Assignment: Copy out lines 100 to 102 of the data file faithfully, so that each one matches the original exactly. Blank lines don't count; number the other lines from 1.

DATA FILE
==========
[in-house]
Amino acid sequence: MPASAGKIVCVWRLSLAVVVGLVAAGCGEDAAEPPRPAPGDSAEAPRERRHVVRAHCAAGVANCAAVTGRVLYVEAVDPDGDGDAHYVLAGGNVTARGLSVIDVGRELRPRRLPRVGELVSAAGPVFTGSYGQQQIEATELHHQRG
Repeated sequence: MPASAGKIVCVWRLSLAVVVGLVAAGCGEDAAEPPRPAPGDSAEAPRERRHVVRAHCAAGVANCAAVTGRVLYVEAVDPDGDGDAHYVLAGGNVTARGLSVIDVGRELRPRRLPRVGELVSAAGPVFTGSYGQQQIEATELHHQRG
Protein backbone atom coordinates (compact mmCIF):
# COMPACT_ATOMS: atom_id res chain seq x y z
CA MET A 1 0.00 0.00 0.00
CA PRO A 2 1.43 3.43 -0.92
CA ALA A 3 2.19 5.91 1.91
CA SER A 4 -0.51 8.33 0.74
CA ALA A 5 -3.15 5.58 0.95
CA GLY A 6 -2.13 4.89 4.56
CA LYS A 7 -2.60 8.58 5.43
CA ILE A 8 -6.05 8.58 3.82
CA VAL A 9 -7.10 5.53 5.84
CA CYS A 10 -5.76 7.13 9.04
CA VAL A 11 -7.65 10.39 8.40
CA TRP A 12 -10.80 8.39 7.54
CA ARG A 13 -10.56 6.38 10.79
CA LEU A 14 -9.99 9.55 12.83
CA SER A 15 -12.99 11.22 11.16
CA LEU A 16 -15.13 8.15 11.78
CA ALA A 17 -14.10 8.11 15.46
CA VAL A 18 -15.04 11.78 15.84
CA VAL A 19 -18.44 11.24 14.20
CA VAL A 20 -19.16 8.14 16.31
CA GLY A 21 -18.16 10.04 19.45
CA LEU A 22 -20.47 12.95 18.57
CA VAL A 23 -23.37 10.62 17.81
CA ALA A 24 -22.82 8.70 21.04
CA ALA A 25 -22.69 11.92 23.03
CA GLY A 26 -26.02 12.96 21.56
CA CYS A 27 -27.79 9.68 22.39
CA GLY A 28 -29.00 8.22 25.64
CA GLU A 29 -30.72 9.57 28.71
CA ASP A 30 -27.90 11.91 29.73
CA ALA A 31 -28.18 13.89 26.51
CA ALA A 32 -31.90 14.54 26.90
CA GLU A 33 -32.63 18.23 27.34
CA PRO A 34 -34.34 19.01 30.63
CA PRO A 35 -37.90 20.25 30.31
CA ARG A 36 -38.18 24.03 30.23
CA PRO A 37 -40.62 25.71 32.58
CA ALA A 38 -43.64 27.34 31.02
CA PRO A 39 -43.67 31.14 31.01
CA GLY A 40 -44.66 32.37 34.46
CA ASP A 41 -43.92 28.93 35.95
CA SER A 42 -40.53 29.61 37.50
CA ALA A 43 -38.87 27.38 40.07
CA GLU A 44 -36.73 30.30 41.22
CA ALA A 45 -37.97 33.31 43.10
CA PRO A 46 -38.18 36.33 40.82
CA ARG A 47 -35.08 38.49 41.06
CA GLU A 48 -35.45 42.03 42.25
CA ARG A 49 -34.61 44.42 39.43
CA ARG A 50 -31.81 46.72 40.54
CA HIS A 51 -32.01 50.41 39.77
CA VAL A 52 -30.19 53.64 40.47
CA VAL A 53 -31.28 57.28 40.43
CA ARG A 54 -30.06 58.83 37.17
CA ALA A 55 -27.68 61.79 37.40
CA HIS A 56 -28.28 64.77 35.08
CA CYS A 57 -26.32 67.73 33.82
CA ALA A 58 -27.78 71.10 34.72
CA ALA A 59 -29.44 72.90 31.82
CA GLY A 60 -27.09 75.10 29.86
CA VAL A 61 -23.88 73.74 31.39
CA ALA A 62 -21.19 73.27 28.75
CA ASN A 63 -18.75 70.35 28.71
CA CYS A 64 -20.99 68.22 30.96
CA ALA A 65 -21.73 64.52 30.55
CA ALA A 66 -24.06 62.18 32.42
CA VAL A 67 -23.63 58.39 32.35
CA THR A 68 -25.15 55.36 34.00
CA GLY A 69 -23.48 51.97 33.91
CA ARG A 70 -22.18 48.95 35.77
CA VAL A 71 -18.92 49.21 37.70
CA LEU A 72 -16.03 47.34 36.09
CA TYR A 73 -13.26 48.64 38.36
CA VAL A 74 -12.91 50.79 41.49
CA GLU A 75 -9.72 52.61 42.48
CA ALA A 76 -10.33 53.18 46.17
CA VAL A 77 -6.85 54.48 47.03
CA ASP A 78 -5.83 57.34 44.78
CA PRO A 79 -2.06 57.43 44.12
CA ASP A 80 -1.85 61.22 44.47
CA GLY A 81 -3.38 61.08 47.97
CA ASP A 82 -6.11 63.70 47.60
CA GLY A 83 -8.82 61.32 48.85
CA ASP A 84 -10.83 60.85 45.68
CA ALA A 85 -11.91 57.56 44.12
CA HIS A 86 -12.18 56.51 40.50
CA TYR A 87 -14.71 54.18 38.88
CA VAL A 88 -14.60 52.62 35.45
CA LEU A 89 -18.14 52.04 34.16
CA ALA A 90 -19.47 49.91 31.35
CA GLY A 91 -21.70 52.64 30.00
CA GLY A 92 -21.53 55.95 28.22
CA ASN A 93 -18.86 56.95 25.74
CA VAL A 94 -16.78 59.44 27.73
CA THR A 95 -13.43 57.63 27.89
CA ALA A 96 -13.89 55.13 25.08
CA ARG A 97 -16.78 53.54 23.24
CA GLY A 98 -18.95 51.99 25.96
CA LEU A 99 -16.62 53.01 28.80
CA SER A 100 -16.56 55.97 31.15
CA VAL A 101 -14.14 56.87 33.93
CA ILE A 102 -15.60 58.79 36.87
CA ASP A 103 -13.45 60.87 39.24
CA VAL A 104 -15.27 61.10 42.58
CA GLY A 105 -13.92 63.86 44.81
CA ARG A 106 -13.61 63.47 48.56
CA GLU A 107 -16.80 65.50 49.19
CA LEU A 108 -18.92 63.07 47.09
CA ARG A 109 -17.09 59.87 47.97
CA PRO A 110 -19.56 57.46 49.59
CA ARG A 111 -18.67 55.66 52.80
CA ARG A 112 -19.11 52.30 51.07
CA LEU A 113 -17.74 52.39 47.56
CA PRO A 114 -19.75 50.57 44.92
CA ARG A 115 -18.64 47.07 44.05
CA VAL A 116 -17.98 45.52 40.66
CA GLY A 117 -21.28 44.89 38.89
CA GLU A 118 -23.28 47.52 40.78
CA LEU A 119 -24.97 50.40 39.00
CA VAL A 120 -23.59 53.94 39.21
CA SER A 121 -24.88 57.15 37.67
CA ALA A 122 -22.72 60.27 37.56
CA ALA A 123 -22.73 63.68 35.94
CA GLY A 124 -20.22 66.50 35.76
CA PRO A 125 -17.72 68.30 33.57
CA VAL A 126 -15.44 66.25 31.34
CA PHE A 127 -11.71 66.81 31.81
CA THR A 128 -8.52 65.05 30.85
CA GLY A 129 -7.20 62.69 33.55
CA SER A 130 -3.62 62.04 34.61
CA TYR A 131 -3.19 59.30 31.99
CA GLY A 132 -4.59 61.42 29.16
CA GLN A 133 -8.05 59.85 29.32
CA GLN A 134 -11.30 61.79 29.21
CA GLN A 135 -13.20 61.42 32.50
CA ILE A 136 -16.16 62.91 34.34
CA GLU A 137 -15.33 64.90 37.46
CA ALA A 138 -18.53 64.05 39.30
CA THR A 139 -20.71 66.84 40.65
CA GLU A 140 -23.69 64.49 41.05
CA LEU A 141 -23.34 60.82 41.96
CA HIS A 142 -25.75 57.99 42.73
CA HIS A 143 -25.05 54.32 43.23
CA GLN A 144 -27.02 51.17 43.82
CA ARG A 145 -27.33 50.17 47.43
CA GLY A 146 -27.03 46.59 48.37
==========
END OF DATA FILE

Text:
CA THR A 95 -13.43 57.63 27.89
CA ALA A 96 -13.89 55.13 25.08
CA ARG A 97 -16.78 53.54 23.24